Iowans have a rare political opportunity

The key part Iowa’s caucuses play in the process through which our major political parties select their nominees for president will put Iowa at the heart of the 2020 campaign for the next few months.

Our caucuses get enormous attention from the national news media because they come at the very start of the presidential campaign. Not very many convention delegates are at stake. Even so, a candidate who does well here gets a big publicity boost. Winning in the Hawkeye State can put a candidate on his or her way to becoming our nation’s next chief executive.

The caucus system requires candidates to campaign differently here than they will later in the election season. They must convince a substantial number of Iowans to show up at public meetings on a cold winter evening to express support for their favored contender. (That’s still true even though some new alternatives have been added for 2020.) The process is both more public and demands more time than simply stopping by a polling place to cast a ballot.

To build the type of loyalty and enthusiasm that translates into caucus attendance, it is necessary to do more than just run television commercials. To be successful, candidates must expend the time and energy to court supporters face-to-face. That results in campaigning that is very personal. It involves a great deal of one-on-one interaction with potential caucus attendees.

Consequently, those of us who call Iowa home have the chance to take a less-structured look at would-be presidents than is possible during later stages of the campaign when commercials and huge rallies dominate. We are able to meet and assess these contenders in a far more personal manner than would be the case if we lived most other places. It also affords us the ability to ask questions about their approaches to issues important to rural America that might not get asked in another state.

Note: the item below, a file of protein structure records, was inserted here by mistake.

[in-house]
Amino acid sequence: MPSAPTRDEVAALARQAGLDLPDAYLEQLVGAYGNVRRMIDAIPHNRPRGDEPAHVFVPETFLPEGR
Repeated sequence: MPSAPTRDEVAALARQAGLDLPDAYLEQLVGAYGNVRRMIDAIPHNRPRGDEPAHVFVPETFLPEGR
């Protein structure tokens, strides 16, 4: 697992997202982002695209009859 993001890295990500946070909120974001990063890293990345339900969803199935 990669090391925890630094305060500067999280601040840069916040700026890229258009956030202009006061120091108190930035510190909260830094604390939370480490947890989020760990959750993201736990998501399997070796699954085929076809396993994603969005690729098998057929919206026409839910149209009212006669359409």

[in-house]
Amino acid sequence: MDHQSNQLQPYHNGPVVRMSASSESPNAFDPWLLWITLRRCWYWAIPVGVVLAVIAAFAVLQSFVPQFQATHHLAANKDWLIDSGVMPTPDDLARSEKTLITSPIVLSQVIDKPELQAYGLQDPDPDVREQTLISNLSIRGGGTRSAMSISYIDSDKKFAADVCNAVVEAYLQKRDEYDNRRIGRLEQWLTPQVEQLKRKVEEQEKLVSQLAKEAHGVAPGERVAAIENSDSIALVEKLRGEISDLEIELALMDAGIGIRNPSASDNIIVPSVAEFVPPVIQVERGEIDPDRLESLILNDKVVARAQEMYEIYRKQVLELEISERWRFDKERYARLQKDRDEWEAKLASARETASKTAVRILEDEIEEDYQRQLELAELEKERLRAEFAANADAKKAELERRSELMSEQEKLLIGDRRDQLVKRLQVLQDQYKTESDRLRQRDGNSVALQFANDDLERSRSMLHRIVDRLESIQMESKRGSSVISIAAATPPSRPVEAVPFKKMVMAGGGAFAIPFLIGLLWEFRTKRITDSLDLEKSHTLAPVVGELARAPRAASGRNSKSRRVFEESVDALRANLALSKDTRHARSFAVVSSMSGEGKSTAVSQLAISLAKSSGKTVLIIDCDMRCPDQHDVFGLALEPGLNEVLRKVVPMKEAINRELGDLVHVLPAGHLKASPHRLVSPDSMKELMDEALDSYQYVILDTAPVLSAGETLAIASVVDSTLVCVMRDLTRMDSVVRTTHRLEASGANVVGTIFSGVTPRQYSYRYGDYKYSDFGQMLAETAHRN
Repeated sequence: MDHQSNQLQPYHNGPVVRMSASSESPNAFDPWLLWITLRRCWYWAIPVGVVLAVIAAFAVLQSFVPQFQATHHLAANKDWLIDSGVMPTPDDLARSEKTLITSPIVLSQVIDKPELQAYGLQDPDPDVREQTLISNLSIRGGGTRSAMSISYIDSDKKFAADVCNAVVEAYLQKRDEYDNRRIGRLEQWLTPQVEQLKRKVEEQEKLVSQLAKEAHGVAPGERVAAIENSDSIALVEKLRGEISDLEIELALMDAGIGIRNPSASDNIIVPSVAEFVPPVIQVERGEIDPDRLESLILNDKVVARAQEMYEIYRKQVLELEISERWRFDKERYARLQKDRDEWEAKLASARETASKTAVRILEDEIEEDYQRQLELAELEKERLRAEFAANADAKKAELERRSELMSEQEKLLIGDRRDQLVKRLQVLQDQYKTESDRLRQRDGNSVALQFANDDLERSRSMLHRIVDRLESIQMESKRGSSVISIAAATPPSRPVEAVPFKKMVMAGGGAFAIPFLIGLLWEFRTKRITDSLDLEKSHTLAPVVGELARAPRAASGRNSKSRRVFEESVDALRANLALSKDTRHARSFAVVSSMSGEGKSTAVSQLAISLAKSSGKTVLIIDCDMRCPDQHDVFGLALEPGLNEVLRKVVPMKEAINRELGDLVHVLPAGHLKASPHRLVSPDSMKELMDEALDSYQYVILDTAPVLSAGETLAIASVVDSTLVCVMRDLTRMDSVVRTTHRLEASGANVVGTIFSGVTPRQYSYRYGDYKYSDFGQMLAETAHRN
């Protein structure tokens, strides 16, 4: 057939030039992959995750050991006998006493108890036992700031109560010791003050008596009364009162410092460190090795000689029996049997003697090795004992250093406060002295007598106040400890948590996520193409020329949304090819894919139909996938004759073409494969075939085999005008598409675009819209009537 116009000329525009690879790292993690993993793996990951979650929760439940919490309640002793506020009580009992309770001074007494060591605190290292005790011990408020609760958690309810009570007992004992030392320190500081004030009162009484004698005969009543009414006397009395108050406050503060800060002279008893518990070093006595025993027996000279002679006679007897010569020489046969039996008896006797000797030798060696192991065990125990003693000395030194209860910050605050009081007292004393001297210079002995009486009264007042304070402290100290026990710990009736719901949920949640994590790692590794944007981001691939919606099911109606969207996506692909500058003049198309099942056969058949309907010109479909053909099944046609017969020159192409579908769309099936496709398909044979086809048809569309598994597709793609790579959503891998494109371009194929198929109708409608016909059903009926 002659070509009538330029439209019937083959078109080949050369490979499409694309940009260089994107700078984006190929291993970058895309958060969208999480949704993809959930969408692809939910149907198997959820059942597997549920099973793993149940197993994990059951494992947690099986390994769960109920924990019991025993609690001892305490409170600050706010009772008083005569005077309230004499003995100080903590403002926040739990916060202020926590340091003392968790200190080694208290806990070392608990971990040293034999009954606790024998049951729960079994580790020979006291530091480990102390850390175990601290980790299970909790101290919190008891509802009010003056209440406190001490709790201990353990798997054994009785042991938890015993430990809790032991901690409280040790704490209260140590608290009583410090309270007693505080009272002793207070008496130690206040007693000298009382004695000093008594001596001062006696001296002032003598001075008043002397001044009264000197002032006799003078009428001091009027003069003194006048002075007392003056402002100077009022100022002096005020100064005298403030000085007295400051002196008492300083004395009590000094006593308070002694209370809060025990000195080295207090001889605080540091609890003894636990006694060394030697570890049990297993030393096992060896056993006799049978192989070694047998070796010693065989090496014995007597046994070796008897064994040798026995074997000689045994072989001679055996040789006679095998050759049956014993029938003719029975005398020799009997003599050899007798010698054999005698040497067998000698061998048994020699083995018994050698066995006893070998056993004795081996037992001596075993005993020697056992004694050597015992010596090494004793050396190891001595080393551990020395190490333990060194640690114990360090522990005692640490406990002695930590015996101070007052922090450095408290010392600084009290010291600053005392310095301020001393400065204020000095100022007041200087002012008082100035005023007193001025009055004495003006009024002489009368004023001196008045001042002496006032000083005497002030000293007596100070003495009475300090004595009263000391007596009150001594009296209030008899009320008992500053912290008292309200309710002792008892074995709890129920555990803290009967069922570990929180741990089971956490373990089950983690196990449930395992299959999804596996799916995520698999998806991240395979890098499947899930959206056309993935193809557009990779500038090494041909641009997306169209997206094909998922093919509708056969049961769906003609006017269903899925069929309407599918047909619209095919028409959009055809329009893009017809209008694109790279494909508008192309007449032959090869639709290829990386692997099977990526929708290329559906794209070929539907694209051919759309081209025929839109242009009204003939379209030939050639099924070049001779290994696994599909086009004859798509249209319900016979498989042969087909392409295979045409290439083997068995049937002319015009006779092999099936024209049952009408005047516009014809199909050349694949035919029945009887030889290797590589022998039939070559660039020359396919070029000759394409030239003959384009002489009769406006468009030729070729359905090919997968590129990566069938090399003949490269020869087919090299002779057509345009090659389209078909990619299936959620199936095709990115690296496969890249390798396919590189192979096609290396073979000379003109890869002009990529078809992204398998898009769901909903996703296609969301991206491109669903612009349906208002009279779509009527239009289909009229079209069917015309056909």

Particularly at this early stage, the groups that gather to meet a candidate are often quite small. The possibility to have a short conversation with a would-be president actually exists. And even in more formal settings, the folks in the audience aren’t seated or standing far from the candidates. They can observe and gain a real perspective on how they interact with others.

Even though most of the candidates currently crisscrossing our state are seeking the Democratic Party’s nomination, you don’t have to have an allegiance to that political party to attend many of the campaign events that will take place near where you live. Take the time to do so.

Already this summer, several top contenders have spent time in north central Iowa towns. They’ll be back. Those who haven’t been here yet most likely will stop by in the months ahead.

One of these candidates could be the next president of the United States. Others may be destined to occupy that office after some future election or be selected for another major post. It’s even possible that one day future historians will regard one or more of the current candidates as legendary figures. You have the chance to judge for yourself which, if any, of these wannabe presidents has the right stuff.

The good fortune of living in Iowa provides each of us with an exceptional chance to get close to history as it unfolds. Don’t miss out on this wonderful opportunity to judge for yourself whether or not what you are reading and hearing about these candidates rings true.


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